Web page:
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Swamp land going dry

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August 11, 2006

Calhoun County - Want proof of Georgia's drought? You can see it in many of the state's wetlands. But dry swamps aren't necessarily a bad thing.

If you've ever been to the Chickasawhatchee wildlife preservation, maybe you think you've seen it all. But did you know there are close to 20,000 acres for you to stroll at your leisure? You can hunt, watch birds and even fish (when there's enough water). But if you go right now, you may see some things you've never seen before, thanks believe it or not, to the **lack** of rain we've had.

Jim Atchley says, "The rise and fall of the stream bed here is normal. From year to year, water level varies in degrees with the amount of rain." And the amount of rain we've had this year is minimal, so most of the stream beds are dry or close to it.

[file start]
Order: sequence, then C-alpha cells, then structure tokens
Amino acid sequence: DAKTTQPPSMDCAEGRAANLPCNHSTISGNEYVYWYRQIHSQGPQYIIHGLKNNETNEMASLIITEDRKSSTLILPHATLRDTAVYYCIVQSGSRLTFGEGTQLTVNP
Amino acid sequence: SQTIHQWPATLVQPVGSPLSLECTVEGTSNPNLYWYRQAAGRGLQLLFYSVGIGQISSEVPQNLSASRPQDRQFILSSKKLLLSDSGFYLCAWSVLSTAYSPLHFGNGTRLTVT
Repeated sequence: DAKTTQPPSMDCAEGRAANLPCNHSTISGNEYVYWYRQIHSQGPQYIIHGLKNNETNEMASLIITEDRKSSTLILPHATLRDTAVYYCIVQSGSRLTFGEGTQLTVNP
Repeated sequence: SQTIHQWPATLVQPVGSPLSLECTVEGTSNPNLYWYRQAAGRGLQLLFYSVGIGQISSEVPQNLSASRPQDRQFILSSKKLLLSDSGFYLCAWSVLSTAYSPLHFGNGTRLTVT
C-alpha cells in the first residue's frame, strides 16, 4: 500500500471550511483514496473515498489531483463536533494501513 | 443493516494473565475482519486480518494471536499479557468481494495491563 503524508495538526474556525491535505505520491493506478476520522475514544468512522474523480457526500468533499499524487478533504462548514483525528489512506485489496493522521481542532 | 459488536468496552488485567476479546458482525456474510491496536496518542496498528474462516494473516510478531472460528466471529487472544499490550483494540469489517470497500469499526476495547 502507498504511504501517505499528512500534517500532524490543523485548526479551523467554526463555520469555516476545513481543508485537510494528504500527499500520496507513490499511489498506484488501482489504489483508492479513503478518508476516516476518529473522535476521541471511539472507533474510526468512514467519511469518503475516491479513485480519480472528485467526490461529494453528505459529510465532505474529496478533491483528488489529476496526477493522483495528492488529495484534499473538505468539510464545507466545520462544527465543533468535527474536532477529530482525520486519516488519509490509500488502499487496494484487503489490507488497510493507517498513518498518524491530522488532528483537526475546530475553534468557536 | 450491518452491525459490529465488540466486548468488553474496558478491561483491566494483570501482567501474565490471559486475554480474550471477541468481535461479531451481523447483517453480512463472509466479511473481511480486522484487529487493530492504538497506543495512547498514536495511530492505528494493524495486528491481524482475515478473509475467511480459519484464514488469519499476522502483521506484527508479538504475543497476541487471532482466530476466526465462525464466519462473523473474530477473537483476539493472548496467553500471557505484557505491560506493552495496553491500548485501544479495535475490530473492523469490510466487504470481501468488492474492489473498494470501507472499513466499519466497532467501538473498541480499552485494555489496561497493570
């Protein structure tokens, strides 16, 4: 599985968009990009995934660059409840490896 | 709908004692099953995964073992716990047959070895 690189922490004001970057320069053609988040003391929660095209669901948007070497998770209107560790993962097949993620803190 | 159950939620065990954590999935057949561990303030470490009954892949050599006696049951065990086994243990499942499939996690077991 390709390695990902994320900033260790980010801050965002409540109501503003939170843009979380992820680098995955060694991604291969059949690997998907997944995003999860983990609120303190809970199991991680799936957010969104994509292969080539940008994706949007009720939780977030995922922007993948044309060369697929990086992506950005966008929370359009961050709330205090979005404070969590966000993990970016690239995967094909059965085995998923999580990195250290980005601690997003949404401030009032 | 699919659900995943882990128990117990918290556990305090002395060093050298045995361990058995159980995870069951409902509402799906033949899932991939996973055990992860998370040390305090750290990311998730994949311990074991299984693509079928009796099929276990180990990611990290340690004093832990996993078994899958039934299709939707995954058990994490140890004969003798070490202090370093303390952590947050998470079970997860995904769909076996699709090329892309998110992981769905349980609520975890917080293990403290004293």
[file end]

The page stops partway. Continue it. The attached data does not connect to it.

"When you see streams that you normally pass by that are flowing all year long, you really don't pay much attention to them, but when you see them dried up to just small puddles, that really catches your attention," says Atchley, a Wildlife Technician.  He says some other things out here may catch your attention as well.  "When the water drops down to these pools," he says, "you will see an increased activity for wading birds because it concentrates their food sources, also the alligators and the fish are concentrated using these small pools."

But just because the pools are shallow and few and far between, the animals here aren't in any trouble.  He says, "On the grand scale, it's part of the natural process. For us, if you enjoy visiting the outdoors, it may give you an opportunity that you're not accustomed to seeing."

In addition to new animals showing up in the pools of water, the lack of rain is having another positive effect small fish left in the water are eating the mosquito larva, so there aren't nearly as many mosquitoes as normal.  

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